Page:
Top Tips for Keeping Employees Engaged

Last week in the column, “When Your Employees Hate Their Job,” I wrote about the lack of engagement among workers. In the U.S. it is estimated that only 30 percent of employees claim to be engaged at work, according to a recent Gallup survey of 5.4 million adults. I also included tips on what you could do about it that included changing vacation and sick day policies and letting employees write their own job descriptions.

This week, I’d like to share more radical approaches some companies have taken to make sure they have a more engaged work force. I will also share my top tips for re-engaging employees after a company goes through tough times.

How about paying people to quit? Yep, that’s what Amazon does. You can be paid up to $5,000 just to quit. This simple program is called Pay to Quit and that’s exactly what it is. All employees in the fulfillment centers are eligible for it.

Jeff Bezos, chief of Amazon, talked about the program in a recent article in Time magazine, “Amazon Will Pay You $5,000 to Quit Your Job.”

“Once a year, we offer to pay our associates to quit. The first year the offer is made, it’s for $2,000. Then it goes up one thousand dollars a year until it reaches $5,000,” he said.

The company doesn’t really want its employees to quit. In fact, the headline on the offer is  “Please Don’t Take This Offer.” The goal is to get rid of unmotivated employees. As Bezos said, “In the long-run, an employee staying somewhere they don’t want to be isn’t healthy for the employee or the company.”

The program started at Zappos and was adapted by Amazon when it purchased the online shoe retailer. The reasoning is that it costs less in the long run to get rid of employees who don’t wish to be there than keeping these unmotivated employees on the payroll.

It’s not the first such offer the employees get. After an intensive four-week training program and one week on the actual job at Zappos, employees receive “The Offer.” They will receive a $2,000 bonus in addition to pay for the amount of time they have worked if they leave. According to Zappos CEO Tony Hsieh, 97 percent decline.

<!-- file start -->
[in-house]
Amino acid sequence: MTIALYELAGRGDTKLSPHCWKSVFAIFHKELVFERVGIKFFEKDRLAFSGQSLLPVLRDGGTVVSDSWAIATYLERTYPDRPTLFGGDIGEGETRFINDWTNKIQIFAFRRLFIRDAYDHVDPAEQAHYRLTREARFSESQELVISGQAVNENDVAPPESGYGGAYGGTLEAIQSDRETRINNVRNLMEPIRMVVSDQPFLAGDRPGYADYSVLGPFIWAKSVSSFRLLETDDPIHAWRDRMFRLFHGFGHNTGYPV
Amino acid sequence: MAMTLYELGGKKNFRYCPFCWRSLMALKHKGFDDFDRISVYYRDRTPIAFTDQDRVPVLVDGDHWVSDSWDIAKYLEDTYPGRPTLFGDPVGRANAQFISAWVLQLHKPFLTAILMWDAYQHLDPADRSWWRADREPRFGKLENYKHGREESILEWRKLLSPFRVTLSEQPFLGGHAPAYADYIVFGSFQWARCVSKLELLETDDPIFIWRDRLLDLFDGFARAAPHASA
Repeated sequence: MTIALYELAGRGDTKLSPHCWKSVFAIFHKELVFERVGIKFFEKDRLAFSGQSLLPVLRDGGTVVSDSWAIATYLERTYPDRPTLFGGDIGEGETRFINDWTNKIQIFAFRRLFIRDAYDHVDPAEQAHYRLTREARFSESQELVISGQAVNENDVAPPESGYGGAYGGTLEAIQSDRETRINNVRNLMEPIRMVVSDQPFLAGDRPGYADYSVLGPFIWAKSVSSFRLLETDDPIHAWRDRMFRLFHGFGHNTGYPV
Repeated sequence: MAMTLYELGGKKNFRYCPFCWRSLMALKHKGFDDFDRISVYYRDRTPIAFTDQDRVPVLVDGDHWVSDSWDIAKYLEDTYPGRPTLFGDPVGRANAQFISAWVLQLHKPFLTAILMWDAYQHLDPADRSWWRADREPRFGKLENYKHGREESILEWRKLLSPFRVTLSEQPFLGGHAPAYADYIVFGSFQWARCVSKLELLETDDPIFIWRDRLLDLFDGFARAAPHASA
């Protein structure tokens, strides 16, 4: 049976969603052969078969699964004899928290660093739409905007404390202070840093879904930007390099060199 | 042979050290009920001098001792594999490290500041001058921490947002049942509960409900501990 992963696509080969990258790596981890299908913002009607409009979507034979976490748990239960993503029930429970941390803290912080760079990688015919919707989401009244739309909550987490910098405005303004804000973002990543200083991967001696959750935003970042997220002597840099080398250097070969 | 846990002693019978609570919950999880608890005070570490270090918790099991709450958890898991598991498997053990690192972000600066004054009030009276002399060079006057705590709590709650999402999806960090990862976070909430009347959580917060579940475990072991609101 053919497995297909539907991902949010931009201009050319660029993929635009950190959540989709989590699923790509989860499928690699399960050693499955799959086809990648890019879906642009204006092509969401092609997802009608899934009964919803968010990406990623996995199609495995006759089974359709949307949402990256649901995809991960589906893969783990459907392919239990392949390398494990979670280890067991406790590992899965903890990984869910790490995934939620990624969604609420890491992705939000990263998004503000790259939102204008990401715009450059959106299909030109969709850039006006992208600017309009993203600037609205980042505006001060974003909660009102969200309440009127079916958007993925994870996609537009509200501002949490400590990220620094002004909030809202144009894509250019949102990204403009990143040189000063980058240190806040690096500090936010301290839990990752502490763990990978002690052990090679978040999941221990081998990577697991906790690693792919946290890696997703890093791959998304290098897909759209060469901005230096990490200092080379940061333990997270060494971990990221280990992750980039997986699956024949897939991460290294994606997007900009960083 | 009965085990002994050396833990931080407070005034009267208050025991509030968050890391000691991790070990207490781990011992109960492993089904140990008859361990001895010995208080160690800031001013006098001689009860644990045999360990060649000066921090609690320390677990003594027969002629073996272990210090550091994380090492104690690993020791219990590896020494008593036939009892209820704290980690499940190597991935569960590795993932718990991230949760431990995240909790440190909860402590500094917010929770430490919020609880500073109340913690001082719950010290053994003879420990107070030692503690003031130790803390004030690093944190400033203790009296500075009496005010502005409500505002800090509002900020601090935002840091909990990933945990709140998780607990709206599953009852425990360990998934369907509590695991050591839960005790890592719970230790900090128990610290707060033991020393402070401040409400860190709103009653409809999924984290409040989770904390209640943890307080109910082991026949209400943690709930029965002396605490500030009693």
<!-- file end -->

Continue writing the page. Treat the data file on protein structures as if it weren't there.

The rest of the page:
In my work as a turnaround authority, I have seen what can happen to companies when the employees are actively disengaged. In fact, reengaging employees is one of my greatest challenges when I take over a company. It can be almost impossible to turnaround a company when employees are unmotivated. They work slower, make more mistakes due to basic negligence and may ignore requests of their supervisors.

So how do you do get them back on board when a company is in such bad shape? By that point, it’s too late for measures like changing leave policies or paying folks to leave. They would probably exit in droves!

At that point my ability to reengage employees and turn the company around relies on two things: communication and buy-in.

I tell the story in my book “How Not to Hire a Guy Like Me” about working with an apparel manufacturer. The president had been fired and the company was undergoing a crisis of leadership. The interim president was constantly changing restructuring plans and announcing firings and closings almost daily, creating an emotional roller coast for the staff.

We had to conduct extensive meetings to earn support to proceed with our forbearance agreement and have time to hire a new president.

We had to be very open and honest about our plans with the staff. Once they learned they were an integral part of the process and were hearing the truth from us, we earned their trust. And we got buy-in from them for the path we were taking.

This kind of buy-in was contagious up and down the organization, and this spirit amongst the staff contributed immensely because people felt they were a part of the turnaround. They were committed to the company and seeing it survive. Anything I needed from them I got. I couldn’t have done it without communication and buy-in.

One thought on “Top Tips for Keeping Employees Engaged

  1. Pingback: 5 Key Findings from State of the American Manager Report | The Turnaround Authority

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